Significance of Belts



There are seven belts: white, yellow, orange, green, blue, brown and black. White is given to beginners and black is given to students who have progressed through the grades and have a solid foundation for learning the techniques of Tae Kwon Do.

The definition of the belts are as follows

White Belt


The color white signifies innocence, as that of the beginning student who has no previous knowledge of Tae Kwon Do.

 


Yellow Belt


The color yellow signifies the earth. The beginning student begins to create a firm foundation in Tae Kwon Do technique, just as a seed begins to expand its root system deep in the earth as it begins to grow.

 


Orange Belt


The color orange signifies the changes of Autumn, as the student's mind and body begin to develop and grow as a result of the new Tae Kwon Do experience.

 


Green Belt


The color green represents growth, like that of the green plant as it sprouts out of the ground. The student has built a firm foundation and now begins to grow in the art of Tae Kwon Do.

 


Blue Belt


The color blue represents the sky. Reminding the student to reach for the heavens and continue their Tae Kwon Do journey.

 


Brown Belt


The color brown represents the ripening or maturing process as that of the advanced Tae Kwon Do student whose techniques are beginning to mature.

 


Black Belt


The opposite of white signifies maturity and dignity, as that of a senior student of Tae Kwon Do who has learned the basic curriculum of Tae Kwon Do and is ready to become a true student of Tae Kwon Do.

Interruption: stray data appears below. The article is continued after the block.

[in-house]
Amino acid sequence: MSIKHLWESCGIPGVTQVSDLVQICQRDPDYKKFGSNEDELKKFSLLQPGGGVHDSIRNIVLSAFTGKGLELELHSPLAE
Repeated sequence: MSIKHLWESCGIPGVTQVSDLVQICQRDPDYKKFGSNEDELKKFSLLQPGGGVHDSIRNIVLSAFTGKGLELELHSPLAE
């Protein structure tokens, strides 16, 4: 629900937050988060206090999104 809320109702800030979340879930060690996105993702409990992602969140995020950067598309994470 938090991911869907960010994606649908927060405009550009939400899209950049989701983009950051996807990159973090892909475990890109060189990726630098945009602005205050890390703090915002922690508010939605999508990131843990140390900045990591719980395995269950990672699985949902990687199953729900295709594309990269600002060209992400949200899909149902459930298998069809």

One of the greatest misconceptions within the martial arts is the notion that all black belt holders are experts. It is understandable that those unacquainted with the martial arts might make this equation.

However, students should certainly recognize that this is not always the case. Too often, novice black belt holders advertise themselves as experts and eventually even convince themselves.

The first degree black belt holder has usually learned enough techniques to defend himself against a single opponent. He can be compared to a fledgling who has acquired enough feathers to leave the nest and fend for himself. The first degree is a starting point. The student has merely built a foundation. The job of building the house lies ahead.

The novice black belt holder will now really begin to learn technique. Now that he has mastered the alphabet, he can begin to read. Years of hard work and study await him before he can even begin to consider himself an instructor and expert. A perceptive student will, at this stage, suddenly realize how very little he knows.

The black belt holder also enters a new era of responsibility. Though a freshman, he has entered a strong honor able fraternity of the black belt holders of the entire world: and his actions inside and outside the training hall will be carefully scrutinized. His conduct will reflect on all black belt holders and he must constantly strive to set an example for all grade holders.

Some will certainly advance into the expert stages. However, far too many will believe the misconception and will remain novice, mentally and technically.


Belt Ranking



  White Belt
 
  Yellow Belt - Low
 
      Yellow Belt - High
 
 
 
Orange Belt - Low
 
      Orange Belt - High
 
  Green Belt - Low
 
 
 
    Green Belt - High
 
 
 
Blue Belt - Low
 
      Blue Belt - High
 
  Brown Belt - 3rd Temporary
 
              Brown Belt - 3rd Permanent
 
              Brown Belt - 2nd Temporary
 
              Brown Belt - 2nd Permanent
 
              Brown Belt - 1st Temporary
 
              Brown Belt - 1st Permanent
 
 
 
Temporary Black Belt
 
 
 
Black Belt

Tying A Belt



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